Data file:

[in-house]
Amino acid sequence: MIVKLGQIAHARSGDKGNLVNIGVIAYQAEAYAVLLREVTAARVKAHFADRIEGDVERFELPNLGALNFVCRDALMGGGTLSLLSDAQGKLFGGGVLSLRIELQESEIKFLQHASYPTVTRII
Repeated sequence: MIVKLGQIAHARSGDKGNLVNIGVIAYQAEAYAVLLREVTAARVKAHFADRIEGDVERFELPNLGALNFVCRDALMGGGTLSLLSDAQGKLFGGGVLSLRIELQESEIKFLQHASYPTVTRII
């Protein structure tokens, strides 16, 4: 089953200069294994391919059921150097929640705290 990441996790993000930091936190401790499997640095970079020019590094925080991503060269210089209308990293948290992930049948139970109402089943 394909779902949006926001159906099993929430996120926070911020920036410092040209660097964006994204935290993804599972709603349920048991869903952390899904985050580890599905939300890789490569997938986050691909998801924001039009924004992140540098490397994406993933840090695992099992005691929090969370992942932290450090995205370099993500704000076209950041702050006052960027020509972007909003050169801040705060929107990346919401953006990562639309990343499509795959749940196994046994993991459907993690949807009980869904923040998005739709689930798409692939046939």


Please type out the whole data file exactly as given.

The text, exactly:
[in-house]
Amino acid sequence: MIVKLGQIAHARSGDKGNLVNIGVIAYQAEAYAVLLREVTAARVKAHFADRIEGDVERFELPNLGALNFVCRDALMGGGTLSLLSDAQGKLFGGGVLSLRIELQESEIKFLQHASYPTVTRII
Repeated sequence: MIVKLGQIAHARSGDKGNLVNIGVIAYQAEAYAVLLREVTAARVKAHFADRIEGDVERFELPNLGALNFVCRDALMGGGTLSLLSDAQGKLFGGGVLSLRIELQESEIKFLQHASYPTVTRII
């Protein structure tokens, strides 16, 4: 089953200069294994391919059921150097929640705290 990441996790993000930091936190401790499997640095970079020019590094925080991503060269210089209308990293948290992930049948139970109402089943 394909779902949006926001159906099993929430996120926070911020920036410092040209660097964006994204935290993804599972709603349920048991869903952390899904985050580890599905939300890789490569997938986050691909998801924001039009924004992140540098490397994406993933840090695992099992005691929090969370992942932290450090995205370099993500704000076209950041702050006052960027020509972007909003050169801040705060929107990346919401953006990562639309990343499509795959749940196994046994993991459907993690949807009980869904923040998005739709689930798409692939046939």